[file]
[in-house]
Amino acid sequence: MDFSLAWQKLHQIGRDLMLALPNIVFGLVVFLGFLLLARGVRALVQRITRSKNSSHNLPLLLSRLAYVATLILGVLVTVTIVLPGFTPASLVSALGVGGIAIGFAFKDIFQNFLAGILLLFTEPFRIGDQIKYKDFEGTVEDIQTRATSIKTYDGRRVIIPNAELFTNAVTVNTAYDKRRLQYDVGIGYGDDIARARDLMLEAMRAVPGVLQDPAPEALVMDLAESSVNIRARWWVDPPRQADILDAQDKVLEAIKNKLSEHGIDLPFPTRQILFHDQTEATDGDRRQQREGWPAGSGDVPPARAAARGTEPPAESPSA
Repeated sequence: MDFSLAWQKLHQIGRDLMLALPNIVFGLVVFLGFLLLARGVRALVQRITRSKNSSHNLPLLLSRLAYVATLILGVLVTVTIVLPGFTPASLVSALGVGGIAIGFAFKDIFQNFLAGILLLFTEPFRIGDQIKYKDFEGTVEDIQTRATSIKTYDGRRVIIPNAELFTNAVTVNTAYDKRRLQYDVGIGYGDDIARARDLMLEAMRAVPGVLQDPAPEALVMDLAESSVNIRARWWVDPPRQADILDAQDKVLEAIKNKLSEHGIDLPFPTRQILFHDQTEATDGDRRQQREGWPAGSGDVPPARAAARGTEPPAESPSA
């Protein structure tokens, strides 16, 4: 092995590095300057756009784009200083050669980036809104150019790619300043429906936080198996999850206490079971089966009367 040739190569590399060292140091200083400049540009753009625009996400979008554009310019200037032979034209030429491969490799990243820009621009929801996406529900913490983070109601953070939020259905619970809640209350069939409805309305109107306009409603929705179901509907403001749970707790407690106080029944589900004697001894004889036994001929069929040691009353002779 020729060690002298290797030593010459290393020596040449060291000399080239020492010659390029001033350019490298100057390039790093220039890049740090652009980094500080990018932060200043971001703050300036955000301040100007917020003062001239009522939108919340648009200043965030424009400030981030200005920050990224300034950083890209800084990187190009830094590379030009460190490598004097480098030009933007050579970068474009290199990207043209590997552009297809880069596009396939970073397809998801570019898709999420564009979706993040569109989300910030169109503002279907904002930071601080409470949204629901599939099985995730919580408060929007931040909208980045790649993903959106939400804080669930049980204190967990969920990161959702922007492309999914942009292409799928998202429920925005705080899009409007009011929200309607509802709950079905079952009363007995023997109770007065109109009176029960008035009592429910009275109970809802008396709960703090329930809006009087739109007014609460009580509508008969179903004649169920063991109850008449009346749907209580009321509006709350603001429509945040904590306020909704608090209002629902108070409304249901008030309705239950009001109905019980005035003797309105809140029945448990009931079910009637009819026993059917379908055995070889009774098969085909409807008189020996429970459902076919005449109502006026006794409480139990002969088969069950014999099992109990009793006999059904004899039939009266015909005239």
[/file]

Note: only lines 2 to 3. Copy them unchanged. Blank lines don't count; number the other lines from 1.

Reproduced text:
Amino acid sequence: MDFSLAWQKLHQIGRDLMLALPNIVFGLVVFLGFLLLARGVRALVQRITRSKNSSHNLPLLLSRLAYVATLILGVLVTVTIVLPGFTPASLVSALGVGGIAIGFAFKDIFQNFLAGILLLFTEPFRIGDQIKYKDFEGTVEDIQTRATSIKTYDGRRVIIPNAELFTNAVTVNTAYDKRRLQYDVGIGYGDDIARARDLMLEAMRAVPGVLQDPAPEALVMDLAESSVNIRARWWVDPPRQADILDAQDKVLEAIKNKLSEHGIDLPFPTRQILFHDQTEATDGDRRQQREGWPAGSGDVPPARAAARGTEPPAESPSA
Repeated sequence: MDFSLAWQKLHQIGRDLMLALPNIVFGLVVFLGFLLLARGVRALVQRITRSKNSSHNLPLLLSRLAYVATLILGVLVTVTIVLPGFTPASLVSALGVGGIAIGFAFKDIFQNFLAGILLLFTEPFRIGDQIKYKDFEGTVEDIQTRATSIKTYDGRRVIIPNAELFTNAVTVNTAYDKRRLQYDVGIGYGDDIARARDLMLEAMRAVPGVLQDPAPEALVMDLAESSVNIRARWWVDPPRQADILDAQDKVLEAIKNKLSEHGIDLPFPTRQILFHDQTEATDGDRRQQREGWPAGSGDVPPARAAARGTEPPAESPSA